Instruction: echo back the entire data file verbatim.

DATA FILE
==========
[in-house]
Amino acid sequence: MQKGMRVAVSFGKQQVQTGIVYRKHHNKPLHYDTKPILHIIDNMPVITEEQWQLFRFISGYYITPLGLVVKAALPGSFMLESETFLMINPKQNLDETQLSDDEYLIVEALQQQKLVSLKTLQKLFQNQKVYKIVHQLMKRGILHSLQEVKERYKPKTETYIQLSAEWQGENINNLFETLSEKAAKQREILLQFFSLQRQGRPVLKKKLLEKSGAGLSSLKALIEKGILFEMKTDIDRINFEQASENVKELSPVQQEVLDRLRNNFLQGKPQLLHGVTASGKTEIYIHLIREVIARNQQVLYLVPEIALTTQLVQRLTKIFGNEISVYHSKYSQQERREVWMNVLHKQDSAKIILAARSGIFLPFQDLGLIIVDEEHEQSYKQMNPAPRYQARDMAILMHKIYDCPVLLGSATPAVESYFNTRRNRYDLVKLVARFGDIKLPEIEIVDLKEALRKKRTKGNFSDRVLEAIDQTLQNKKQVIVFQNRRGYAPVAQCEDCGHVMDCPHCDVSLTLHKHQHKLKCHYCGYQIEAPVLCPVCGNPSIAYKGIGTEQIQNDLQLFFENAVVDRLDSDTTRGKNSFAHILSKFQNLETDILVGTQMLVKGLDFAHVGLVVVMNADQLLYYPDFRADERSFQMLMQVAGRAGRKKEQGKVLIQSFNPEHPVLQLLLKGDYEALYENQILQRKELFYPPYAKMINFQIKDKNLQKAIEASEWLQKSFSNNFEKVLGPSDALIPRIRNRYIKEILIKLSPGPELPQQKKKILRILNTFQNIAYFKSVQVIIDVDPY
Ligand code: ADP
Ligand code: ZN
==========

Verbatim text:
[in-house]
Amino acid sequence: MQKGMRVAVSFGKQQVQTGIVYRKHHNKPLHYDTKPILHIIDNMPVITEEQWQLFRFISGYYITPLGLVVKAALPGSFMLESETFLMINPKQNLDETQLSDDEYLIVEALQQQKLVSLKTLQKLFQNQKVYKIVHQLMKRGILHSLQEVKERYKPKTETYIQLSAEWQGENINNLFETLSEKAAKQREILLQFFSLQRQGRPVLKKKLLEKSGAGLSSLKALIEKGILFEMKTDIDRINFEQASENVKELSPVQQEVLDRLRNNFLQGKPQLLHGVTASGKTEIYIHLIREVIARNQQVLYLVPEIALTTQLVQRLTKIFGNEISVYHSKYSQQERREVWMNVLHKQDSAKIILAARSGIFLPFQDLGLIIVDEEHEQSYKQMNPAPRYQARDMAILMHKIYDCPVLLGSATPAVESYFNTRRNRYDLVKLVARFGDIKLPEIEIVDLKEALRKKRTKGNFSDRVLEAIDQTLQNKKQVIVFQNRRGYAPVAQCEDCGHVMDCPHCDVSLTLHKHQHKLKCHYCGYQIEAPVLCPVCGNPSIAYKGIGTEQIQNDLQLFFENAVVDRLDSDTTRGKNSFAHILSKFQNLETDILVGTQMLVKGLDFAHVGLVVVMNADQLLYYPDFRADERSFQMLMQVAGRAGRKKEQGKVLIQSFNPEHPVLQLLLKGDYEALYENQILQRKELFYPPYAKMINFQIKDKNLQKAIEASEWLQKSFSNNFEKVLGPSDALIPRIRNRYIKEILIKLSPGPELPQQKKKILRILNTFQNIAYFKSVQVIIDVDPY
Ligand code: ADP
Ligand code: ZN